Upsizing: Tips on Relocating with a Senior Parent

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When one parent dies, it’s hard for us to imagine how the surviving parent will manage while living alone. For those seniors who have physical ailments or are unable to take care of themselves, an assisted living facility may be the only answer. However, for many Americans, moving a senior parent into their own home is a much more practical thing to do. Not only does it allow you to care for your parent as they get older, it can also help them reduce loneliness and the symptoms of depression.

It’s not always easy. If your home isn’t very big or is far away from everything your parent needs — doctors, church, etc. — it may be a better choice to find a new home that you can live in together. There are several things you’ll need to think about, however, such as location, whether the home has stairs or other features that might get in the way of mobility, and cost.

Here are a few of the best tips on how to relocate with a senior parent.

Set a Budget

You’ll need to start by creating a budget and figuring out exactly how much house you can afford. If you have children who still live at home, you might need something a bit bigger than your current home in order to give your parent their own space. Also, find out whether your loved one will be able to contribute to the purchase of a new home.

Location Is (Nearly) Everything

Your parent may have specific needs that need to be met regarding a new living situation, and location is likely one of them. Whether they require a neighborhood that is close to a certain doctor or one that isn’t too far from their church, narrow down what their needs are and start your home search there.

Evaluate the Home’s Benefits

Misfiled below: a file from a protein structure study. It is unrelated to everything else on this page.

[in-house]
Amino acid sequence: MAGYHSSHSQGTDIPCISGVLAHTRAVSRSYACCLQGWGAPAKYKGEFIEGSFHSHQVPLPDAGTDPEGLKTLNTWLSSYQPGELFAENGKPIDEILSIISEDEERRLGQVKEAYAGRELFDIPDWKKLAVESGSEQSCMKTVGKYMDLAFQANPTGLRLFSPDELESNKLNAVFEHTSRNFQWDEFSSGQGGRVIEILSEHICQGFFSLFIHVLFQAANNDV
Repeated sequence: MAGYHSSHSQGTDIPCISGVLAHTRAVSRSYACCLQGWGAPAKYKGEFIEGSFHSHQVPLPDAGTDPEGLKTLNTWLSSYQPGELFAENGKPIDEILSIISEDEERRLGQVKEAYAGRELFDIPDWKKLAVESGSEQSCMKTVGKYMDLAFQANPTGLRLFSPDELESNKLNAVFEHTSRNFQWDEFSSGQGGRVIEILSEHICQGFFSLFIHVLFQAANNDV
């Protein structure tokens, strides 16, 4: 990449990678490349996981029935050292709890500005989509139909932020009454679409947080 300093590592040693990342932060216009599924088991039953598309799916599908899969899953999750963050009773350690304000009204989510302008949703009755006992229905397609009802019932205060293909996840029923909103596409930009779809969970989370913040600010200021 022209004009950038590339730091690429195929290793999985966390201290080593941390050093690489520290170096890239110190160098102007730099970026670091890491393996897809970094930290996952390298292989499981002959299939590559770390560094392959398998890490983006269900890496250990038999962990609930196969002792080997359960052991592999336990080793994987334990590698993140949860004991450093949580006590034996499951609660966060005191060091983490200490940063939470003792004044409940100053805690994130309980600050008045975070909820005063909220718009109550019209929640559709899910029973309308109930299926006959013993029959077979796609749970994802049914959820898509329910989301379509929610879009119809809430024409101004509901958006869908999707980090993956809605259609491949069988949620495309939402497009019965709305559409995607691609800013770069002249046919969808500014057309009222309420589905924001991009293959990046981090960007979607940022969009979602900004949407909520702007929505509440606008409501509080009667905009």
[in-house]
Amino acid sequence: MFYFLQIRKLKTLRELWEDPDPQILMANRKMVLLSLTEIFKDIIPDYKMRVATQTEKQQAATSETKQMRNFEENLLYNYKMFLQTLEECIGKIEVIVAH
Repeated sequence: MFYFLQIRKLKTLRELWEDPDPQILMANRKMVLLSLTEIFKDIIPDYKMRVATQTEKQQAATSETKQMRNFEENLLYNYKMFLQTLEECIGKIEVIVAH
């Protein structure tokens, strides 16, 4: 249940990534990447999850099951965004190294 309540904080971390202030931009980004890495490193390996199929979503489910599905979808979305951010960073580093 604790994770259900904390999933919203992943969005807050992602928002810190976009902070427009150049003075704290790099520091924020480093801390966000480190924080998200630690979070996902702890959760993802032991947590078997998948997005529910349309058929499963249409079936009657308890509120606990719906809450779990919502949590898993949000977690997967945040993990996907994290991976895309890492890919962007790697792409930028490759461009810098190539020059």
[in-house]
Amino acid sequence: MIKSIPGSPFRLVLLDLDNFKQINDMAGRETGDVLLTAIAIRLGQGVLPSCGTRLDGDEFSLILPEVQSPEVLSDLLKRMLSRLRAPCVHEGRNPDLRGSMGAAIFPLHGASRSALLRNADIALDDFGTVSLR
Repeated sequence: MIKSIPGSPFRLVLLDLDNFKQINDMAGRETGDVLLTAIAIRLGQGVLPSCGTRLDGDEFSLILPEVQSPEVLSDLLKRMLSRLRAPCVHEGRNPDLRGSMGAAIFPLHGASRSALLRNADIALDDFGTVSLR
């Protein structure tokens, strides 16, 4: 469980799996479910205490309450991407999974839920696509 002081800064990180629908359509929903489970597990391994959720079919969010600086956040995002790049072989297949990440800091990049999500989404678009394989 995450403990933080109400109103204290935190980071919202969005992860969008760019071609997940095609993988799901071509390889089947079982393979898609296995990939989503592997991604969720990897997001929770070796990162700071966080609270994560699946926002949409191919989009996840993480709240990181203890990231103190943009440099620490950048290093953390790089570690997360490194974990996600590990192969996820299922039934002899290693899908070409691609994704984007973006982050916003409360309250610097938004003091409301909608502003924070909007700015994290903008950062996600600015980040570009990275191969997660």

When moving in with a senior, one of the first things you’ll need to consider is what their physical needs are. Even if there are currently no health issues, there may some be down the road, or they might have mobility problems that make a multi-level home impractical. Many seniors downsize in order to avoid these issues, so think about what your loved one’s needs will be five years from now.

Even if the home doesn’t have everything you’re looking for, there are some simple modifications that will make things easier on your loved one. For instance, grab-bars in the bathroom, a walk-in shower, and non-slip rubber mats on potentially slick surfaces will prevent falls and keep things safe.

Remain Sympathetic

While this is a difficult time for everyone involved, your parent will likely have to downsize some of their belongings in order to make the move more efficient, and this can mean going through lots of memories, which can add to their grief. Offer to help sort through items, and try to be patient if it’s hard for your parent to part with some items. You might suggest that they donate some items or give sentimental belongings to a grandchild to keep them in the family.

It’s never easy to make a major life change, especially when your parent is involved, but with a good plan in place, you can help them make a smooth transition during a difficult time. Try to stay patient and remember that this change will affect everyone in the family, so it will be important to keep communication open.


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Cindy Aldridge

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